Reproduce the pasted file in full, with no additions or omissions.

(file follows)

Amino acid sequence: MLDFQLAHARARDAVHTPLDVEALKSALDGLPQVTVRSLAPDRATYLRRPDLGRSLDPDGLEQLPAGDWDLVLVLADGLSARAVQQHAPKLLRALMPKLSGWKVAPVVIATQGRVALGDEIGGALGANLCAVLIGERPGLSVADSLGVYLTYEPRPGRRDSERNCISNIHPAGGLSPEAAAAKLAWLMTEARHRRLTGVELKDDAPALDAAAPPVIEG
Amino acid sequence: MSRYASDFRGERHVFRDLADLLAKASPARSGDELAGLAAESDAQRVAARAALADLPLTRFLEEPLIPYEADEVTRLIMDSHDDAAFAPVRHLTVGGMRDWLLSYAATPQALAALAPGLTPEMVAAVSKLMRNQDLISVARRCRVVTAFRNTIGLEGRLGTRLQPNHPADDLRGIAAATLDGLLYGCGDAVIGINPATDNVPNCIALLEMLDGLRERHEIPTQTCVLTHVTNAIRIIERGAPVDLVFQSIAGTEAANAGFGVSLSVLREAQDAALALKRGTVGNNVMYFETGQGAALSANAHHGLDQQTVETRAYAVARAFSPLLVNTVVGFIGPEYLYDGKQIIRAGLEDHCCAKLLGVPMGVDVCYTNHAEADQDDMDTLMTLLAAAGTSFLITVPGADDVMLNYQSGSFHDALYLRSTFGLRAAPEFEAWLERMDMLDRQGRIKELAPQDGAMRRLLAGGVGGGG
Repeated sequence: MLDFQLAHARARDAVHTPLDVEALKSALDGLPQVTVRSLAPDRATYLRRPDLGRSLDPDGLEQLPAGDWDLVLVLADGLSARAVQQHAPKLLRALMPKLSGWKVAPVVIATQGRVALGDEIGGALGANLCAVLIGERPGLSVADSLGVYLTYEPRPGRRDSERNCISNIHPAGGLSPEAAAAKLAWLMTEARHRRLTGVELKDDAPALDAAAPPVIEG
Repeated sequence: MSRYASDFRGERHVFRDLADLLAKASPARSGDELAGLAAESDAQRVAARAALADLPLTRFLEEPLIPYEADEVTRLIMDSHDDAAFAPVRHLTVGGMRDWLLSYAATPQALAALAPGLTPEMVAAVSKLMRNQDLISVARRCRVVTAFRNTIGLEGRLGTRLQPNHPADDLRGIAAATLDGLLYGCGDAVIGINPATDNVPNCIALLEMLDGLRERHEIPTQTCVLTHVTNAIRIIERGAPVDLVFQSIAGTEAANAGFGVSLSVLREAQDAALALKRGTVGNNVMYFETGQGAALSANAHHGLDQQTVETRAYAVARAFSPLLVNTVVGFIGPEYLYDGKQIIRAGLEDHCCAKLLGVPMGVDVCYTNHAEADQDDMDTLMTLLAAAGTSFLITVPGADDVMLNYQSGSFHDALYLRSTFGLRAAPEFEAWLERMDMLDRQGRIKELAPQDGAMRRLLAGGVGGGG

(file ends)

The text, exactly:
Amino acid sequence: MLDFQLAHARARDAVHTPLDVEALKSALDGLPQVTVRSLAPDRATYLRRPDLGRSLDPDGLEQLPAGDWDLVLVLADGLSARAVQQHAPKLLRALMPKLSGWKVAPVVIATQGRVALGDEIGGALGANLCAVLIGERPGLSVADSLGVYLTYEPRPGRRDSERNCISNIHPAGGLSPEAAAAKLAWLMTEARHRRLTGVELKDDAPALDAAAPPVIEG
Amino acid sequence: MSRYASDFRGERHVFRDLADLLAKASPARSGDELAGLAAESDAQRVAARAALADLPLTRFLEEPLIPYEADEVTRLIMDSHDDAAFAPVRHLTVGGMRDWLLSYAATPQALAALAPGLTPEMVAAVSKLMRNQDLISVARRCRVVTAFRNTIGLEGRLGTRLQPNHPADDLRGIAAATLDGLLYGCGDAVIGINPATDNVPNCIALLEMLDGLRERHEIPTQTCVLTHVTNAIRIIERGAPVDLVFQSIAGTEAANAGFGVSLSVLREAQDAALALKRGTVGNNVMYFETGQGAALSANAHHGLDQQTVETRAYAVARAFSPLLVNTVVGFIGPEYLYDGKQIIRAGLEDHCCAKLLGVPMGVDVCYTNHAEADQDDMDTLMTLLAAAGTSFLITVPGADDVMLNYQSGSFHDALYLRSTFGLRAAPEFEAWLERMDMLDRQGRIKELAPQDGAMRRLLAGGVGGGG
Repeated sequence: MLDFQLAHARARDAVHTPLDVEALKSALDGLPQVTVRSLAPDRATYLRRPDLGRSLDPDGLEQLPAGDWDLVLVLADGLSARAVQQHAPKLLRALMPKLSGWKVAPVVIATQGRVALGDEIGGALGANLCAVLIGERPGLSVADSLGVYLTYEPRPGRRDSERNCISNIHPAGGLSPEAAAAKLAWLMTEARHRRLTGVELKDDAPALDAAAPPVIEG
Repeated sequence: MSRYASDFRGERHVFRDLADLLAKASPARSGDELAGLAAESDAQRVAARAALADLPLTRFLEEPLIPYEADEVTRLIMDSHDDAAFAPVRHLTVGGMRDWLLSYAATPQALAALAPGLTPEMVAAVSKLMRNQDLISVARRCRVVTAFRNTIGLEGRLGTRLQPNHPADDLRGIAAATLDGLLYGCGDAVIGINPATDNVPNCIALLEMLDGLRERHEIPTQTCVLTHVTNAIRIIERGAPVDLVFQSIAGTEAANAGFGVSLSVLREAQDAALALKRGTVGNNVMYFETGQGAALSANAHHGLDQQTVETRAYAVARAFSPLLVNTVVGFIGPEYLYDGKQIIRAGLEDHCCAKLLGVPMGVDVCYTNHAEADQDDMDTLMTLLAAAGTSFLITVPGADDVMLNYQSGSFHDALYLRSTFGLRAAPEFEAWLERMDMLDRQGRIKELAPQDGAMRRLLAGGVGGGG